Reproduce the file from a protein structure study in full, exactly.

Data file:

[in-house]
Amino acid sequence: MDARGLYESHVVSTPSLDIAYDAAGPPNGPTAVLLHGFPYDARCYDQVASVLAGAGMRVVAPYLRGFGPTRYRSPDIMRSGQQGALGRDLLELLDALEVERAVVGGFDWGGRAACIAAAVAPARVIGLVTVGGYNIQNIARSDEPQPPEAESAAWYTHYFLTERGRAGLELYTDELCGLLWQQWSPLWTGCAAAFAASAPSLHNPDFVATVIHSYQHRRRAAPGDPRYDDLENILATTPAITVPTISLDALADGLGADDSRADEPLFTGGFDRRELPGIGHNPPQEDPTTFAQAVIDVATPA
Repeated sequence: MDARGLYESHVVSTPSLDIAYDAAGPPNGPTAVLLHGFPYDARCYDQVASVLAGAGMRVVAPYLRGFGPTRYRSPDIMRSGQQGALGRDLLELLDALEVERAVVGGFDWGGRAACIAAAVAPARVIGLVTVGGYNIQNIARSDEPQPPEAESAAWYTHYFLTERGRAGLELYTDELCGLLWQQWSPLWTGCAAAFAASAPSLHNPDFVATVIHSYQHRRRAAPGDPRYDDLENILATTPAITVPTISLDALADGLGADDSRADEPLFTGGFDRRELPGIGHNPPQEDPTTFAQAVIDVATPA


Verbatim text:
[in-house]
Amino acid sequence: MDARGLYESHVVSTPSLDIAYDAAGPPNGPTAVLLHGFPYDARCYDQVASVLAGAGMRVVAPYLRGFGPTRYRSPDIMRSGQQGALGRDLLELLDALEVERAVVGGFDWGGRAACIAAAVAPARVIGLVTVGGYNIQNIARSDEPQPPEAESAAWYTHYFLTERGRAGLELYTDELCGLLWQQWSPLWTGCAAAFAASAPSLHNPDFVATVIHSYQHRRRAAPGDPRYDDLENILATTPAITVPTISLDALADGLGADDSRADEPLFTGGFDRRELPGIGHNPPQEDPTTFAQAVIDVATPA
Repeated sequence: MDARGLYESHVVSTPSLDIAYDAAGPPNGPTAVLLHGFPYDARCYDQVASVLAGAGMRVVAPYLRGFGPTRYRSPDIMRSGQQGALGRDLLELLDALEVERAVVGGFDWGGRAACIAAAVAPARVIGLVTVGGYNIQNIARSDEPQPPEAESAAWYTHYFLTERGRAGLELYTDELCGLLWQQWSPLWTGCAAAFAASAPSLHNPDFVATVIHSYQHRRRAAPGDPRYDDLENILATTPAITVPTISLDALADGLGADDSRADEPLFTGGFDRRELPGIGHNPPQEDPTTFAQAVIDVATPA